Queues of wine professionals vied for a space inside the Australia Day tasting in London like it was the final farewell of some muscial great, fuelling speculation that Australian wine is coming back into vogue in the UK in 2016.
Throngs of wine trade professionals and critics descended on the Australia Day tasting (ADT) in Central London this week, and many found more than a few surprises.
Several merchants have suggested to Decanter’s editorial team that 2016 could be a big year for Australian wine.
They note both healthier reviews in wine columns – Australia dominated Decanter’s top 10 star buys of 2015, for example – and also a more favourable swing from the currency pendulum.
Figures showing Australia’s wine exports rose by 14% in value in 2015, albeit only by 0.2% in the UK, have done no harm.
Australia’s fine wine image
On the flip-side, others in the Australian wine industry have warned the country must do more to escape the pit of wine discounting, refereed by major supermarkets.
Wine Australia is more diplomatic in its assessment, but certainly feels there is a reputation issue to address. ‘We need to improve Australia’s fine wine image,’ said the trade body’s chairman, Brian Walsh, in an interview with Decanter.com.
Too many fine dining restaurants still play safe with the Old World classics, he feels.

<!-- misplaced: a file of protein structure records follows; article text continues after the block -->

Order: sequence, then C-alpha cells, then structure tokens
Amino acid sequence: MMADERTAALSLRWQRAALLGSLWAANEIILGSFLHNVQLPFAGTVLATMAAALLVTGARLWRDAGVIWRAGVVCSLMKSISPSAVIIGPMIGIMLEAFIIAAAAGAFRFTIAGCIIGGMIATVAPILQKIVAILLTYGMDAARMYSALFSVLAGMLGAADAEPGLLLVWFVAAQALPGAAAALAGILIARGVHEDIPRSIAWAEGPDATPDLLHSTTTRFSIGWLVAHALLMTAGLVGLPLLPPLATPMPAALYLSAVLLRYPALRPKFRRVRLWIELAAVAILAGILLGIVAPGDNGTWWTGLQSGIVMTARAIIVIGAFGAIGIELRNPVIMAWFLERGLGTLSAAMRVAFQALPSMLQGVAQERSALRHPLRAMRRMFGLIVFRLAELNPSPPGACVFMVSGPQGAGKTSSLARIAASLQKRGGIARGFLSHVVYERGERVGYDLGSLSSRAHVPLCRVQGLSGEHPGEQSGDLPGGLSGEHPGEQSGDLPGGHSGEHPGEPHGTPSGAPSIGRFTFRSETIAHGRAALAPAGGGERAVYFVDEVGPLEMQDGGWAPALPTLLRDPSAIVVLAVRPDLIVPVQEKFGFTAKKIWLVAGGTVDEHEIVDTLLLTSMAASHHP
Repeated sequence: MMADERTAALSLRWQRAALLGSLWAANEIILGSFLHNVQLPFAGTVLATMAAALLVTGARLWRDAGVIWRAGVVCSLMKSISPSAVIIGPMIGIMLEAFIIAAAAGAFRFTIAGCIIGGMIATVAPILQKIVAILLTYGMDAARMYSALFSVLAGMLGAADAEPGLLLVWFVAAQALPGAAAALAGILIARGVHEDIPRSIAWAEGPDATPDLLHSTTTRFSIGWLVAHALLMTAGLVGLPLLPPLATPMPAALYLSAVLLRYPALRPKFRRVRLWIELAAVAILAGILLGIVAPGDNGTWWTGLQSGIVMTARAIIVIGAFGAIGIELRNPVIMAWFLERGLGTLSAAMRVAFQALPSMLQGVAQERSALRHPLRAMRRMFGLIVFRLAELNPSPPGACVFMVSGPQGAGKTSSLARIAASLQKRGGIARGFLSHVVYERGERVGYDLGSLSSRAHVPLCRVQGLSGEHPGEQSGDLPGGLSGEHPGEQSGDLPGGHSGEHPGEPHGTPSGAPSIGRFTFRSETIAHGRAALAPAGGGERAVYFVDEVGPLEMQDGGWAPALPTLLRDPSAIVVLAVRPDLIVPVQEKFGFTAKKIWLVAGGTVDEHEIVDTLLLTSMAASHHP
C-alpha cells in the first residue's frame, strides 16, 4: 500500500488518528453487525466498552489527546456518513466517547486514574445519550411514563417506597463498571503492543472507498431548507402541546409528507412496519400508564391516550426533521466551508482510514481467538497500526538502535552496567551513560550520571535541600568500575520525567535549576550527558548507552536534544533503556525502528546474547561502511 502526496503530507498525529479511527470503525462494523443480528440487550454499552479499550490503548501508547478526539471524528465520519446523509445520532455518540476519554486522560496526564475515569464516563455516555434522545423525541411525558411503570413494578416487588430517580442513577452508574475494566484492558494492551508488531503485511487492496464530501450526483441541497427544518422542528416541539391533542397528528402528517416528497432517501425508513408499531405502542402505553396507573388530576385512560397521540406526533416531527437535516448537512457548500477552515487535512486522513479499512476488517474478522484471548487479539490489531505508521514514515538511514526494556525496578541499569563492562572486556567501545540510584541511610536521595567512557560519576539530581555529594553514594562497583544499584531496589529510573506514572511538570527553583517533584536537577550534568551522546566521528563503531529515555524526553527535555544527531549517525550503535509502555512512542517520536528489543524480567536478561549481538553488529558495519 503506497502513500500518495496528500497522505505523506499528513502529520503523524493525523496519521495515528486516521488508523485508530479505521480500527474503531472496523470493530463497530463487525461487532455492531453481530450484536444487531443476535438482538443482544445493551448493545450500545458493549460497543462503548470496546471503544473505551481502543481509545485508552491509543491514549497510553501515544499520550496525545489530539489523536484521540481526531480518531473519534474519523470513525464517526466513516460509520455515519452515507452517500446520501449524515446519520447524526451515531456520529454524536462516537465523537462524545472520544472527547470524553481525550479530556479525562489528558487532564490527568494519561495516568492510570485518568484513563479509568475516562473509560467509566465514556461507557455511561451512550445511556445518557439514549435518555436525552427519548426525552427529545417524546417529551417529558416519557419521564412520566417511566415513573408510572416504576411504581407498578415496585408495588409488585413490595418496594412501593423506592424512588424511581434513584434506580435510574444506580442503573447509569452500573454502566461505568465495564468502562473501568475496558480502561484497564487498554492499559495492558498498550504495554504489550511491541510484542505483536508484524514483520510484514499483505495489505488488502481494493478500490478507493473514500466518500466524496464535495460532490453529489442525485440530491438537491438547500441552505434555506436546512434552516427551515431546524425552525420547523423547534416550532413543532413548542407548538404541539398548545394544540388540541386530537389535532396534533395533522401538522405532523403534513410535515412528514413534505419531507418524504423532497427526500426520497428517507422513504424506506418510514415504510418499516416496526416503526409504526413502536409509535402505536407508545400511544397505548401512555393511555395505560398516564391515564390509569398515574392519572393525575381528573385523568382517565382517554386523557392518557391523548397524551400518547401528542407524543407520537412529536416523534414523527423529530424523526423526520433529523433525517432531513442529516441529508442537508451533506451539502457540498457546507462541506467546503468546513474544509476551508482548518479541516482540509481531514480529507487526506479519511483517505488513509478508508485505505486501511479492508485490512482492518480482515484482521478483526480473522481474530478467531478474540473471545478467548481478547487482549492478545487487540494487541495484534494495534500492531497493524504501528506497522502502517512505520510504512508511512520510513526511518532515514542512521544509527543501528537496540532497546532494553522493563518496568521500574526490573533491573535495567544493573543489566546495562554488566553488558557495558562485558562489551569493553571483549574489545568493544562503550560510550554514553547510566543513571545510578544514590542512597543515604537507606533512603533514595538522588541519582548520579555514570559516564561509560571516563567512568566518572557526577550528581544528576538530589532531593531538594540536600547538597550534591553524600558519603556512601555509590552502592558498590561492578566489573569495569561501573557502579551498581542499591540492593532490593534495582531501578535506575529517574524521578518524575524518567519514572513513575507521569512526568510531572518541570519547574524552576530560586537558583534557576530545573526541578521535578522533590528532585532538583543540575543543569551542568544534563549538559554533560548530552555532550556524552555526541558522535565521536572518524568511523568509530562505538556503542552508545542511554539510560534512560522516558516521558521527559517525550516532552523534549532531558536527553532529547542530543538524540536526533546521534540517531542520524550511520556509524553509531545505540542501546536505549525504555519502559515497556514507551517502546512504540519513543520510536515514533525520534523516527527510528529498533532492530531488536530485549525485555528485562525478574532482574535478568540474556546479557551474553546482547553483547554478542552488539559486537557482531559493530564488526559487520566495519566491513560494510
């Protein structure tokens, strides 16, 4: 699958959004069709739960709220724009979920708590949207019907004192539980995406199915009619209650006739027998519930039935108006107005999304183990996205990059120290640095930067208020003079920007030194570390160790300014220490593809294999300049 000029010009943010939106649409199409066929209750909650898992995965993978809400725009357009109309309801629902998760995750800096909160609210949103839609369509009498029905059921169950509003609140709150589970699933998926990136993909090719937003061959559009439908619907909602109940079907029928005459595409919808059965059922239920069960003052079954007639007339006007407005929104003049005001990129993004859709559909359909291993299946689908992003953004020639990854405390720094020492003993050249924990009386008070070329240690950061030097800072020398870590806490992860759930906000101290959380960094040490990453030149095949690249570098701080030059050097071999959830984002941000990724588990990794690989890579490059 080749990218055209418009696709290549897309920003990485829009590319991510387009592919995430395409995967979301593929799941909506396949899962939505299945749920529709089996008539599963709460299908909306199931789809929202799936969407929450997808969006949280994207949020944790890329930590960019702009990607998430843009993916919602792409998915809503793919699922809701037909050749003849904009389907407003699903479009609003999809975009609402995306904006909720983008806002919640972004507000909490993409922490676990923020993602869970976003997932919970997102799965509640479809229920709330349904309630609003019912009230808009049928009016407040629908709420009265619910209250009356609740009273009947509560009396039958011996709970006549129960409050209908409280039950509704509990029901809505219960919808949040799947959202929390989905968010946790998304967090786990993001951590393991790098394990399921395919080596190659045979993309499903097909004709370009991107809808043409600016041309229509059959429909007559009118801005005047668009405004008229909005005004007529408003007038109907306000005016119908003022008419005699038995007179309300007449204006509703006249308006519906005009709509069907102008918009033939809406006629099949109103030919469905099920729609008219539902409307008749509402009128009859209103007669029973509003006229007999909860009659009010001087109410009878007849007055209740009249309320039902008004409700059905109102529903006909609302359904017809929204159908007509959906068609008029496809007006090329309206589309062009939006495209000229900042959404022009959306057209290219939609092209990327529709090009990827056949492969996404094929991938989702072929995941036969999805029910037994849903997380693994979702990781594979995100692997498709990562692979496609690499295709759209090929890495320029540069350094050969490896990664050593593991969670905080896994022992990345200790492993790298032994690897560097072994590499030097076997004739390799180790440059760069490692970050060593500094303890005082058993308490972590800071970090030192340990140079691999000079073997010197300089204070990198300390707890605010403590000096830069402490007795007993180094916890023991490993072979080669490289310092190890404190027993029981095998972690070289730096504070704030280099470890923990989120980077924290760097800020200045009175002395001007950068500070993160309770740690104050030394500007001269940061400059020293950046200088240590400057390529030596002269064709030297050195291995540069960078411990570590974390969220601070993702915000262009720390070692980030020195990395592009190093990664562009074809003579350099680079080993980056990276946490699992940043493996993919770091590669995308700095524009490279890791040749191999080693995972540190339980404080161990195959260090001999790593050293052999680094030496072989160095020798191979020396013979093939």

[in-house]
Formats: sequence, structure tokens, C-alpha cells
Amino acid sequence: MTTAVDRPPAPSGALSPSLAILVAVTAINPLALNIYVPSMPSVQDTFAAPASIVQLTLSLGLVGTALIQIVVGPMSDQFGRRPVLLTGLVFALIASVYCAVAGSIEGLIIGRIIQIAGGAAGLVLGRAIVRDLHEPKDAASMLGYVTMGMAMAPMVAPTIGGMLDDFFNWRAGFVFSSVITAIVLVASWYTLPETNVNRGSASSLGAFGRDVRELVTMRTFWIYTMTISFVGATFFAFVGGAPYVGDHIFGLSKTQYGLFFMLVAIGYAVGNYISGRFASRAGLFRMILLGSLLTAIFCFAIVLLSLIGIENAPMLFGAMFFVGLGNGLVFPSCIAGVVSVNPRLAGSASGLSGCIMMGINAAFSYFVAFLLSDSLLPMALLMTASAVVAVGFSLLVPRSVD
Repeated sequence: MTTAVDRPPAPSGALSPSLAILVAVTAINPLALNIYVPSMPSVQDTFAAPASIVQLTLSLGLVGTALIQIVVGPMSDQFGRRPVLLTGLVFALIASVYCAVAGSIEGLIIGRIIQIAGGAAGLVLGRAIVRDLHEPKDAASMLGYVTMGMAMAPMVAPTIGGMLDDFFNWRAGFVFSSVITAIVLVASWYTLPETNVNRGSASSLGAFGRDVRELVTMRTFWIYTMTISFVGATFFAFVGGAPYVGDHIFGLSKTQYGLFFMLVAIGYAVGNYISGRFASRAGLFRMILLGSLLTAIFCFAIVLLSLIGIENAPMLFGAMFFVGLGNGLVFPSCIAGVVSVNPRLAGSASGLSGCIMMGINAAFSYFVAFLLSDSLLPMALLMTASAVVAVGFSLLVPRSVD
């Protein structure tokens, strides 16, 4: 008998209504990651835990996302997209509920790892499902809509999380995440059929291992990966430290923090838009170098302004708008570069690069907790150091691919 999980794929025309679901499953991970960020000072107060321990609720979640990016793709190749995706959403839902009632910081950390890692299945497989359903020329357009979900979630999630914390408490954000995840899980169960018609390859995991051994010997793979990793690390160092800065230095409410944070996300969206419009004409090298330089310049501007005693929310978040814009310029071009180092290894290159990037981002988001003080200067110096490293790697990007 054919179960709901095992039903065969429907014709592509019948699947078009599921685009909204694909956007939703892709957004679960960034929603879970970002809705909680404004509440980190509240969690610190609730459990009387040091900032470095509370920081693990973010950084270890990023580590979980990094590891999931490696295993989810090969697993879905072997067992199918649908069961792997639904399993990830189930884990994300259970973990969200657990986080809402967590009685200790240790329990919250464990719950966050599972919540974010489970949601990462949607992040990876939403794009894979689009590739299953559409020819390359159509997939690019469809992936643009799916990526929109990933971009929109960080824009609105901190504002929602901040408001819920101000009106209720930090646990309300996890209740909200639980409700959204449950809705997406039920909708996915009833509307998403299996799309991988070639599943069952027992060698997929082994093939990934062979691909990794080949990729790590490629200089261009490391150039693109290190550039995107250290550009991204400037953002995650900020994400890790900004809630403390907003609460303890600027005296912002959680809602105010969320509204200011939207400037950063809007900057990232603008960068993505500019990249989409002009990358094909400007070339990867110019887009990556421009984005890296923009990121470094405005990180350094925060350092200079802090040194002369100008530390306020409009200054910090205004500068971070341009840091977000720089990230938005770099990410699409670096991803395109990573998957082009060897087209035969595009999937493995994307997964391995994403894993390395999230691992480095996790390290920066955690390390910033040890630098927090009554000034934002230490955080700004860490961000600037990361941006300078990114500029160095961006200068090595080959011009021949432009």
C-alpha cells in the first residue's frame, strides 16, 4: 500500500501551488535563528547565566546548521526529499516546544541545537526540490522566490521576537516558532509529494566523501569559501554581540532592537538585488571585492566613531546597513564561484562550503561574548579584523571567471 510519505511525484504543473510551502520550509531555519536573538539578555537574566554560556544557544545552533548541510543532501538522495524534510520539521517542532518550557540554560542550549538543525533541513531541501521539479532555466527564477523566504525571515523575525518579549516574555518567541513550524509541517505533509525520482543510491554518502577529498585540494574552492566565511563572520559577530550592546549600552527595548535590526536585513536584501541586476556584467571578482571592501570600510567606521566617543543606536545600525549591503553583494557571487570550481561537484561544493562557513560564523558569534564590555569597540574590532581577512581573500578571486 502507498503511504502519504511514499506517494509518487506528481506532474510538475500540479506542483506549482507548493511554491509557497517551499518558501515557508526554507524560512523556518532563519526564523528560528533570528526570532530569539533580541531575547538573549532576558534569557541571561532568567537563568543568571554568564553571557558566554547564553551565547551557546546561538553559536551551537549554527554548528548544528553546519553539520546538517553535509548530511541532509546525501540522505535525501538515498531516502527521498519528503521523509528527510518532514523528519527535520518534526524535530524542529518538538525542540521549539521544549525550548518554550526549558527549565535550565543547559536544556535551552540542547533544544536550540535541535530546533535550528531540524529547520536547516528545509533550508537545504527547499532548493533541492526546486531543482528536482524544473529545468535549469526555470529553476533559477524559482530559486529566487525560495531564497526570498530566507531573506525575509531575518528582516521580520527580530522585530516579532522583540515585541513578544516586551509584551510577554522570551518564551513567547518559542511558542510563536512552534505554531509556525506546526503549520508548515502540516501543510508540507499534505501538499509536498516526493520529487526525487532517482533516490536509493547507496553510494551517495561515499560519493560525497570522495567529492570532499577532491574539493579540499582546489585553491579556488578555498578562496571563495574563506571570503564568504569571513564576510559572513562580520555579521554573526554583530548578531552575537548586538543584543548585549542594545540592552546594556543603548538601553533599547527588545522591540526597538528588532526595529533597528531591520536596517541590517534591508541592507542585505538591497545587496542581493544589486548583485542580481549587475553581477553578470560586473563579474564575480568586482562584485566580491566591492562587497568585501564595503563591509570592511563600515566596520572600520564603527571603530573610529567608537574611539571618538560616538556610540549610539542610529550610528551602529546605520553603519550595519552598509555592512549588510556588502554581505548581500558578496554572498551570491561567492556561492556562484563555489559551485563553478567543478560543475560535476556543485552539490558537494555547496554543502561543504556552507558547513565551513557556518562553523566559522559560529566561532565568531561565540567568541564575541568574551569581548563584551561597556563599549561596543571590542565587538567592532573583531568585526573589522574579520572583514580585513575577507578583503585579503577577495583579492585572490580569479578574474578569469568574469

‘We need to chip away at that conservatism,’ said Wine Australia’s chief executive, Andreas Clark. ‘So then more people will think about Australian wine as an option [on a fine wine list].’
It’s not as if Australia lacks top wines; Penfold’s being the obvious example. Mornington Peninsula, to pick one area, has rapidly won plaudits for its Pinot Noir and it was good to see a full range of Ten Minutes by Tractor wines adorning the Bancroft tables at this week’s tasting – vineyards are overseen there by up-and-coming winemaker Jeremy Maygar.
Breadth of styles
What strikes many journalists and critics about visiting Australia these days is also the breadth of styles now emerging.
Classic Barossa Shiraz has evolved via heritage projects and soil analysis within the valley, as well as via new cool climate Shiraz.
There’s also more work with Italian varieties such as Nero d’Avola and Sangiovese. Plus, areas like Clare Valley and Eden Valley are gripping writers with their Rieslings. Jim Barry brought the nation’s first Assyrtiko to this week’s tasting.
Availability is a problem. Small volumes and sheer cost mean some Australian wines are only sold domestically, or even at cellar doors.
At ADT, Chateau Tanunda brought its ‘The Chateau’ Shiraz 2014, made from 100 year-old Barossa vines, but there’s only 4,500 bottles and it’s touch-and-go whether any of this will reach UK shop shelves. Most is pre-ordered.
Some small-volume wines are getting through. Examples include Gentle Folk’s white ‘field blend’ from Adelaide Hills that was recently imported by Caves de Pyrene and found its way into East London hipster wine bar Sager & Wilde.
‘A lot of these things start off in wine bars, where instead of going for classic varietals they might serve something like a Nero d’Avola,’ said Walsh. ‘We don’t expect these wines to become big sellers, but it helps to generate interest in Australian wine.’
Do you live in the UK or US and have started drinking more Australian wine recently? Let us know in the comment section below.
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